The atrocities of the government coupled with the abuse of the military because of martial law had caused Benny to question the government’s supposed to be – pro-people agenda. The tribal chief of Tindayan had been assassinated because of the dam project and now they were bringing in the army to drive them away from the land that they had treasured and considered their lifeline. He realized to his surprise that the NPA’s idealogies were the goals he would like to achieve : equality, freedom and justice for all.

“What is it?” Julia was beside him.

He snapped out of his train of thoughts and looked into her eyes. How he loved this woman so much. He had read in books the phrases-“love at first sight” and “head over heels” but he had laughed at these then. How could a person fall in love at first glance? But he was sure now, that what he felt for Julia was not only love at first sight but a love he could not even properly, articulate in words ( and people say that he was a prolific writer!) .

They were barely together for 2 weeks, but he had been drawn like a magnet- irresistibly and undeniably- towards her. He could not imagine life without Julia- and he knew he had to marry her or he’ll never be happy.

“Do you have to go now?” her voice was worried but soothing and calm.

“I’m afraid we have to,” he touched her face with the tips of his finger, tracing the contours that he came to know so intimately that night.

“I love you”, he said, whispering…seeking…adoring…

“I love you too,” she said and kissed him fervently – almost like a prayer.






  1. I’m disappointed about the romance part of this story. There should be more romaticsm put forth before the heavy duty scenes, so that the reader will get more engaged in the feeling that was about to happen. However, I can’t wait to see where this story is going to lead to.

  2. Dear jena isle. This post is marvelous written and while reading I believed the story.
    That the npa leader is a clever head, adds suspense to the story. Thank you.

  3. Tasha, thanks for that comment, I will try to consider this when I re write this post.

    Ray, thanks for the comment. I appreciate it a lot.

    To both of you, happy blogging.

  4. hi! Jena Aisle! it’s me again, Pinoy Around the World. Thanks for dropping by my site. Your comments are all appreciated.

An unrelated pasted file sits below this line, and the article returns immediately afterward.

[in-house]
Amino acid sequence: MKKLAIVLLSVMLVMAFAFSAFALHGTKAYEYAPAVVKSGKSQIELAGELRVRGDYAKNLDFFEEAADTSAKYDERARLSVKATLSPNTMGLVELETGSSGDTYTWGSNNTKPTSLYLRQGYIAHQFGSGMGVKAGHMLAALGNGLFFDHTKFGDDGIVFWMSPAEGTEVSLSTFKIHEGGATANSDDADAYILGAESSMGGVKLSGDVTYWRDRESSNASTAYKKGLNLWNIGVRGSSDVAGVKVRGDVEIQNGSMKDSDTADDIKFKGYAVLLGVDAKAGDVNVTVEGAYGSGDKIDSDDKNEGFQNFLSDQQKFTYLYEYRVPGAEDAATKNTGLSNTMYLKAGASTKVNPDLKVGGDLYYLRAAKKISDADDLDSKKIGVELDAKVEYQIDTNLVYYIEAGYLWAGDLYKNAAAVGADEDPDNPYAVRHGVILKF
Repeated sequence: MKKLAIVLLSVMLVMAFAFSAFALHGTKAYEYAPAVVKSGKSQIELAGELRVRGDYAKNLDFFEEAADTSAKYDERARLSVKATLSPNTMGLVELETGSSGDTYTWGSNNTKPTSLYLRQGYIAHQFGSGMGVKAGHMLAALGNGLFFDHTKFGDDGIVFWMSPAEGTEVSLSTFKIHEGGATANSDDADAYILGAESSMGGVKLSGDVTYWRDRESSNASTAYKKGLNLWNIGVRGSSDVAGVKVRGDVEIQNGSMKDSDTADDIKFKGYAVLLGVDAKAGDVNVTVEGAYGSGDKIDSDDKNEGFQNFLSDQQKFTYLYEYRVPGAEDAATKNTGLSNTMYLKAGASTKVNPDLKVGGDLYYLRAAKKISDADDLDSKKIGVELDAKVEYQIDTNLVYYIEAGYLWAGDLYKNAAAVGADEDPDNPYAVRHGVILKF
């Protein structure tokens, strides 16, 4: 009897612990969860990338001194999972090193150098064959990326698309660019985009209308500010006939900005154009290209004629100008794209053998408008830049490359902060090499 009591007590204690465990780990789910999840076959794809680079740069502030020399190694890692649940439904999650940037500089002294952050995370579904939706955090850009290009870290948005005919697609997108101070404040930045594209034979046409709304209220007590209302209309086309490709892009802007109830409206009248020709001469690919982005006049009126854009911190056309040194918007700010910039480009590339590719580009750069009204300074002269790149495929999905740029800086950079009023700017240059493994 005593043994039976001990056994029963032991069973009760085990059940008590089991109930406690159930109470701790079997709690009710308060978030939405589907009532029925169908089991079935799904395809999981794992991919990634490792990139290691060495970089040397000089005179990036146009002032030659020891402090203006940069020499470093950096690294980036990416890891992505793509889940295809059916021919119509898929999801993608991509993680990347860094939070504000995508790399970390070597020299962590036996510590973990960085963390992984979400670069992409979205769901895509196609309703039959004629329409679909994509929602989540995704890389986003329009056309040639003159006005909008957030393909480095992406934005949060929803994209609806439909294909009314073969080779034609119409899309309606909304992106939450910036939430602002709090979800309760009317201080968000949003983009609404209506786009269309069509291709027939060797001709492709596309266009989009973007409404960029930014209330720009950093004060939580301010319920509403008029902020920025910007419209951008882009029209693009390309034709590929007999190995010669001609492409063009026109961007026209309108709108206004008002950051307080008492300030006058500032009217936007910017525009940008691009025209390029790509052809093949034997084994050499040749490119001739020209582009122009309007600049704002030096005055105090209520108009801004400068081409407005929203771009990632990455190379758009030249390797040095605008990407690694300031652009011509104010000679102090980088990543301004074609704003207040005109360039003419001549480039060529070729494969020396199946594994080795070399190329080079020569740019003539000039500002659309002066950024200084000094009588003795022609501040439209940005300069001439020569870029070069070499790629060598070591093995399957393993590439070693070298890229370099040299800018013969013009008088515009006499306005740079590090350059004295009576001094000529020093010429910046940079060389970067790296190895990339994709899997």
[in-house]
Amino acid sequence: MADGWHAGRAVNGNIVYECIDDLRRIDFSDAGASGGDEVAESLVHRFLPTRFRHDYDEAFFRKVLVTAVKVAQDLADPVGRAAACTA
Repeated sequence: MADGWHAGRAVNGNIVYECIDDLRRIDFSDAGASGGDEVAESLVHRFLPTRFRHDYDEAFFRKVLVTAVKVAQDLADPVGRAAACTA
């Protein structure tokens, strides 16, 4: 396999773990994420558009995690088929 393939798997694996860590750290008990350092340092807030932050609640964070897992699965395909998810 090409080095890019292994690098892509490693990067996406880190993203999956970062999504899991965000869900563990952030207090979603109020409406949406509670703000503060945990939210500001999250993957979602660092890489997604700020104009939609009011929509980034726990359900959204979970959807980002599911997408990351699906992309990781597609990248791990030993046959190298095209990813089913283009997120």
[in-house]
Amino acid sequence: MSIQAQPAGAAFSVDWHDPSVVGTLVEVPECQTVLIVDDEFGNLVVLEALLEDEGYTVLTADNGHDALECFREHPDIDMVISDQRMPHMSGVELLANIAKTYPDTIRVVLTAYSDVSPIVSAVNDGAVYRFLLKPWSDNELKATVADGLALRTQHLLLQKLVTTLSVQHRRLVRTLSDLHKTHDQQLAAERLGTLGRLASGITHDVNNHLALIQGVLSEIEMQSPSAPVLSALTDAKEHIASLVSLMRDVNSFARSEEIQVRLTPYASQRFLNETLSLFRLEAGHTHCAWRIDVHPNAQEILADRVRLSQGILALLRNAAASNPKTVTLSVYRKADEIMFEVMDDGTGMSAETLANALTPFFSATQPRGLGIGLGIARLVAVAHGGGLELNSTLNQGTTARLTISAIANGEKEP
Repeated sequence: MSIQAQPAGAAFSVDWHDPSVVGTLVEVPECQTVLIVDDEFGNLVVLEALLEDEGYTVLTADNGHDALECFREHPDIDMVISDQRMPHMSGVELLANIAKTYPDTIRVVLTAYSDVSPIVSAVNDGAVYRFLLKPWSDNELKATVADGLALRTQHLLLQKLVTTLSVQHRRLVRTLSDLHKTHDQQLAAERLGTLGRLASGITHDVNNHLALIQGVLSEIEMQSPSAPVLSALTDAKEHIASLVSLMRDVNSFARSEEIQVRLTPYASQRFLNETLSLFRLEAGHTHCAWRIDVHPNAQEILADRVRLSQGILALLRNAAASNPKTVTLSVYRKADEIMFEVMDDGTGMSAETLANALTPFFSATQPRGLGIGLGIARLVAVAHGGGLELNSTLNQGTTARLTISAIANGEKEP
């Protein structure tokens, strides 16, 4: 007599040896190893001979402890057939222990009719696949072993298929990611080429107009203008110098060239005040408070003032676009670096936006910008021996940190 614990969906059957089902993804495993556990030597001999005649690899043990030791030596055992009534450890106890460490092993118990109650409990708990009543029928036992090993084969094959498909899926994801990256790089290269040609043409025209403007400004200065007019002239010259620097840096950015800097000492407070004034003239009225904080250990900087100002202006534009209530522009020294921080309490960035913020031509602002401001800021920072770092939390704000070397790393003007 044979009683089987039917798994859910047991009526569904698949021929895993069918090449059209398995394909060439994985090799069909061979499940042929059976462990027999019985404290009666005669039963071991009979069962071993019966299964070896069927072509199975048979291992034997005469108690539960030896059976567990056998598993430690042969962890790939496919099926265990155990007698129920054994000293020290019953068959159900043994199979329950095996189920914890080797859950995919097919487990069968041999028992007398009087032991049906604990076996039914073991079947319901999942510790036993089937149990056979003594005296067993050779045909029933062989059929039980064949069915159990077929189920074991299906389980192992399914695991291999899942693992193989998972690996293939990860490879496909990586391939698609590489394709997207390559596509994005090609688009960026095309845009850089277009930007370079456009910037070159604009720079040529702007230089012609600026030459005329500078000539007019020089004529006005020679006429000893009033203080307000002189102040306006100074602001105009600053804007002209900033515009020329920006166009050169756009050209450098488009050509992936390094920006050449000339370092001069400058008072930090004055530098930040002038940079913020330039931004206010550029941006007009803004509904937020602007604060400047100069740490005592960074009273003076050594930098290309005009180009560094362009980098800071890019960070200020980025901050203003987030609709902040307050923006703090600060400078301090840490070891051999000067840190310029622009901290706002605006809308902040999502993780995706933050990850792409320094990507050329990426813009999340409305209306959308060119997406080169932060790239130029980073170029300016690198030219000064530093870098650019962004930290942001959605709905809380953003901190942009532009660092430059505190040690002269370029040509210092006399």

Tinay is an alias for a real, breathing person. She is real and so is her story I am serializing in my blog. But Tinay is not me.

    About your suggestion to put in dialogues, i think I can’t do that yet – unlike you, I don’t think I have the stuff to pull it through that’s why I am settling for straight narrative.

    again, thanks for dropping by my site.

  5. by the way, checking now your comments, i can’t see my earlier comment. then i realized, my Mozilla got stuck that time that I was posting it. so now, i am reconstructing it:

    this is well-written again just like the previous chapters. the use of language was appropriate and those high-fallutin’ words pepper the narrative with just the right amount of credibility (on your part as a writer). the dialogue truly conveyed the urgency, the passion, the tension and all the other emotions you want to convey. Even the heroine’s words reflect a sensitive, gentle lass – much like the Cordillera ladies i know.

    but I would want to see a better transition between this one and Chapter 4 sana. parang it lacked build up of events that led to the marriage, though you mentioned a bit of it after the wedding night scene.

    nevertheless, you delivered, once again. bravo!

  6. Hi Flisha , Thanks for the visit, your blog is cool.

    Hello Mathe, that was a very encouraging comment. It makes me want to go on. I know I still have lots to learn, especially that English is our second language, but what the ___ck, all things can be learned- that is why humans have the dura matter.

    Honestly, your story is simply stated but riveting and inspiring anyhow. I am an avid reader of Tinay’s story. Expect me to be a regular visitor in your site…

  7. Hi Jena Isle,

    I have only read chapter 5 and then read chapter 4, and now am compelled to read from chapter 1.

    You write very well and certainly have a knack for weaving your story into several integrated sub-plots. You’re also very adept at keeping the interest level high for your readers, through very insightful descriptions that give a flavor and feeling of the native cultures and the political turmoil that clashed in that period of Philippine history.

    I am hooked and a certified fan. This is also a period I lived through. Excellent writing, great story, and very true to what transpired. 🙂 –Durano, done!

  8. This gets better and better Jen.

    Hot stuff too! 🙂


    PS I put this comment on Francis’ excellent Guest Post (because I’m a silly moo) hence the comment deletion.